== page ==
Leeds United manager and Sheffield Wednesday defender among those calling for end to social media abuse

At the end of a week which saw a referee’s family receive death threats, Leeds United coach Marcelo Bielsa has called on everyone in football to protect those involved from the more extreme criticism which has reared its ugly head in the past fortnight.

Leeds United manager Marcelo Bielsa. (Picture: Michael Regan/PA Wire)

The most shocking example was the death threats to referee Mike Dean for sending Thomas Soucek off at the end of West Ham United’s 0-0 draw with Fulham.

It was by no means the only one, though, with a string of black players singled out for social media abuse after errors or below-par performances.

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Bielsa is admirable for his refusal to criticise referees, and often goes to great lengths to be even-handed in the media, so it was no surprise the Argentinian was a voice of reason.

Sheffield Wednesday's Chey Dunkley. (Picture: Steve Ellis)

“All of us who work in football have to work so that nobody who is part of the spectacle is singled out excessively, and referees especially, but the other people involved also,” he said.

“On social media, I can’t have a say. If I had to explain anything about it I would be embarrassed because I don’t know anything about it.”

Doncaster Rovers striker Omar Bogle has been on the wrong end of social media abuse, and said: “It gives everybody a platform to have a voice and be accessible and I feel like people take advantage of that.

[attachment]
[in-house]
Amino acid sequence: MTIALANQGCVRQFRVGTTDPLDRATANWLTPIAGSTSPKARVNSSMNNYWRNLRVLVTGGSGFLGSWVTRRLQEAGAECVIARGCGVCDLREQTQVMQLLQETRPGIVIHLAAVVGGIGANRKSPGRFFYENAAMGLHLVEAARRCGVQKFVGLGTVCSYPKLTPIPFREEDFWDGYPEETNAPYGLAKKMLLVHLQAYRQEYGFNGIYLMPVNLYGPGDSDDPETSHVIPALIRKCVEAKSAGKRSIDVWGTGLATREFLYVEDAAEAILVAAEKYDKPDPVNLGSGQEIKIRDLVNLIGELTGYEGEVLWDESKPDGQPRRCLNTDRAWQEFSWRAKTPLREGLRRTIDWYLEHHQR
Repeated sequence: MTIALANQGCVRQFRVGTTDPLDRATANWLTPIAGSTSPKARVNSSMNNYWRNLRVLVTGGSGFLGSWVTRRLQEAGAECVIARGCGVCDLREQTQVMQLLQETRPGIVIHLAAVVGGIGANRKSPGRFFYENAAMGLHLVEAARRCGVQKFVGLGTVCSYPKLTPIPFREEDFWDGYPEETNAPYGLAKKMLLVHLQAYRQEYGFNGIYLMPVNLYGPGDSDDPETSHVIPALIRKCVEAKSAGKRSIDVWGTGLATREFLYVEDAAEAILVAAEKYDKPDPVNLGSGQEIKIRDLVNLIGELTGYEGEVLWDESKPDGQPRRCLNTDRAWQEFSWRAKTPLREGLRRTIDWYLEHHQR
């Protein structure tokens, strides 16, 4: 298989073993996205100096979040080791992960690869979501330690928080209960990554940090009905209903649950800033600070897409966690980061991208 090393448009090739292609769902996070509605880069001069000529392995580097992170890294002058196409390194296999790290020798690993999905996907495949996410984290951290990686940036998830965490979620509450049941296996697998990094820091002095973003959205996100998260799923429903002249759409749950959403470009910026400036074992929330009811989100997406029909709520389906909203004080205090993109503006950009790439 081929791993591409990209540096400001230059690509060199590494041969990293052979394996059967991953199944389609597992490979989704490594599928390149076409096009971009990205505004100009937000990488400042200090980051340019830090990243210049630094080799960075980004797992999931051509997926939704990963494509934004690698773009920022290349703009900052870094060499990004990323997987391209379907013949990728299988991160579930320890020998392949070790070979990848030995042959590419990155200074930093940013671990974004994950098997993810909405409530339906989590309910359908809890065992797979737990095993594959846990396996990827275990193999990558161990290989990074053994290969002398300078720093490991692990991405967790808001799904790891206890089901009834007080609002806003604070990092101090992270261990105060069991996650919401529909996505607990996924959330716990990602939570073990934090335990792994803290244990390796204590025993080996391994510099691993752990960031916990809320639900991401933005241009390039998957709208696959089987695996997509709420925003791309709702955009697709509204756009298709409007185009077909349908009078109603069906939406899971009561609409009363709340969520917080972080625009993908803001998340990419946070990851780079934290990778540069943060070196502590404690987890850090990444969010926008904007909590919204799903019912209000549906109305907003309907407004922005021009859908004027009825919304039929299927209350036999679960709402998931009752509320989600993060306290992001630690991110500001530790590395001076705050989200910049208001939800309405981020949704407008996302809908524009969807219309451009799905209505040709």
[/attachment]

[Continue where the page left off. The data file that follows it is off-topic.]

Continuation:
“Some of the abuse players and Mike Dean get, I just think it’s crazy. I’ve had abuse online as well and it goes outside of the game.

“All social media does is just give a platform for these people to spout what they spout. It comes from before that so we have to address that first before we can eradicate this problem.”

Sheffield Wednesday centre-back Chey Dunkley said of the death threats to Dean – something former Owls and Sheffield United manager Steve Bruce said he has had from Newcastle United “fans” – “He’s a part of our sport, and we understand that they have to make big decisions. Sometimes they get it wrong, but that’s just human nature.

“We don’t need to go down the avenue where people cause distress and mess about with someone’s well-being. It’s a sport, it’s entertainment. It should never be about violence or causing anybody distress.”

Bradford City’s Niall Canavan shares Dunkley’s view that social media companies should require users to provide identification as a means of enforcing accountability, and says even though he does not use the platforms, he is sad for team-mates who have faced abuse on it.

“Twitter for me is just pointless,” said the defender. “I understand social media’s good for certain things, raising awareness for businesses and projects but for me it’s just a bit of an energy-sapper.

“You can’t get out to football matches and shout what you want at the moment so instead people put it on there. You can’t turn a blind eye to it because it’s printed whereas in the crowd if someone says something a bit untoward it won’t get brought up.

“I’ve played with lads who have had to deactivate accounts and it’s sad because you don’t know any of these people and if you walked past them in the street they wouldn’t say it to you.”

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